Strange how these "1 in 48,000,000" events keep on happening!

As of the 23rd May 2022 this website is archived and will receive no further updates.

was produced by the Winton programme for the public understanding of risk based in the Statistical Laboratory in the University of Cambridge. The aim was to help improve the way that uncertainty and risk are discussed in society, and show how probability and statistics can be both useful and entertaining.

Many of the animations were produced using Flash and will no longer work.

The Daily Mail has a story today about the Allali family whose third child was born on the same date as his two older siblings, claiming that "mathematical experts have revealed that the three siblings have beaten odds of 48 million to one". If these are the real odds, isn't a bit strange how often this story appears in the papers?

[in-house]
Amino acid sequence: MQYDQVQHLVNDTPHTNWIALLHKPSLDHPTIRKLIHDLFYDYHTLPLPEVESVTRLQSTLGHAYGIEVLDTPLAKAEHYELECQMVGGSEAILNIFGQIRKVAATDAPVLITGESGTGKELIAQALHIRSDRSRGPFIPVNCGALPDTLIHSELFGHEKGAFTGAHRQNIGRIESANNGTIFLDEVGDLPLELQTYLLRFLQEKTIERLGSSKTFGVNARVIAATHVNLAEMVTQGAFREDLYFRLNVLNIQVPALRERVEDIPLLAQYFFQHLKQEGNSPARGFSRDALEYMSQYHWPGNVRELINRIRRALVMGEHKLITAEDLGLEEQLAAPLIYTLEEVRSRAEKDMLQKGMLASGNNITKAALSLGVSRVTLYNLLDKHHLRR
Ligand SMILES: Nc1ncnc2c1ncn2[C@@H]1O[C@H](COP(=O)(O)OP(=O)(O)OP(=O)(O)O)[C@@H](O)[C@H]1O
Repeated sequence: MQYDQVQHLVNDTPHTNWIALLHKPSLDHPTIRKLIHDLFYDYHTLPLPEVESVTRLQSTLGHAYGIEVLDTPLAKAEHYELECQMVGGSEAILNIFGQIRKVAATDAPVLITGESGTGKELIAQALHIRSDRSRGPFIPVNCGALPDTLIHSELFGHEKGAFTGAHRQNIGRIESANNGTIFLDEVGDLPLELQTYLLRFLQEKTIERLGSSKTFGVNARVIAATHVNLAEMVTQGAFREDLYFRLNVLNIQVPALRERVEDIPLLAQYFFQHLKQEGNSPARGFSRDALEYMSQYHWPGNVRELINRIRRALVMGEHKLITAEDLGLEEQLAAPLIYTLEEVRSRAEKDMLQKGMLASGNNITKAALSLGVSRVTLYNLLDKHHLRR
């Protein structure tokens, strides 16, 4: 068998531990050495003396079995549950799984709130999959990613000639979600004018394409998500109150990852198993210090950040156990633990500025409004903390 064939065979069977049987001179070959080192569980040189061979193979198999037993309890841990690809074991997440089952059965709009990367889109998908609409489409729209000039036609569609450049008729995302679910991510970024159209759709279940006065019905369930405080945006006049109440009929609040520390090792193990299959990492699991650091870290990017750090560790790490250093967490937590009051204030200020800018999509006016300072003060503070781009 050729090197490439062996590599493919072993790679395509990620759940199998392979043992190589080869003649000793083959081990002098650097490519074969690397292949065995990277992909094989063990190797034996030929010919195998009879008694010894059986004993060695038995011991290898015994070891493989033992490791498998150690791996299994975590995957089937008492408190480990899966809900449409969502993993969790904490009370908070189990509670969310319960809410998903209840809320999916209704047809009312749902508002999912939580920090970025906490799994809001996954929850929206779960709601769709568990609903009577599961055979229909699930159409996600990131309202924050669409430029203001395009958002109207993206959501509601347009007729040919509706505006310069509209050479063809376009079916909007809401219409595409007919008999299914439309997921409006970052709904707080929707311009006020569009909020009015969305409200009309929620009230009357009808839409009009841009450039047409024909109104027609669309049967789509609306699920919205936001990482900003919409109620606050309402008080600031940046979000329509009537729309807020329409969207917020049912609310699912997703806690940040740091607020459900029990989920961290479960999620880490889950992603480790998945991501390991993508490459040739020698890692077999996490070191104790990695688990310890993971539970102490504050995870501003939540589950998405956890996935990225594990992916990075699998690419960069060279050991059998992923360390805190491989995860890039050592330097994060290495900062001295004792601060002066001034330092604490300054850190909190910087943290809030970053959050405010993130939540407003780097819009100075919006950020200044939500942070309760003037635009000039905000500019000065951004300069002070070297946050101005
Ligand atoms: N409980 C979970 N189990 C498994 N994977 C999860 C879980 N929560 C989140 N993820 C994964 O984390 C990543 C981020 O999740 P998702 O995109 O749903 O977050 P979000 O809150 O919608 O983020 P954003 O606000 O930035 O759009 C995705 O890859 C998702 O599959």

I am not sure who these mathematical experts are, but their error is pointed out in the comments following the story which correctly assess the odds as 1 in 133,000, assuming every birth day is equally likely. One of the correspondents makes the nice point that around 167,000 'third' children are born each year in this country, and so we would expect to see this story once or twice a year. See our article on a previous occurrence.

Free tags: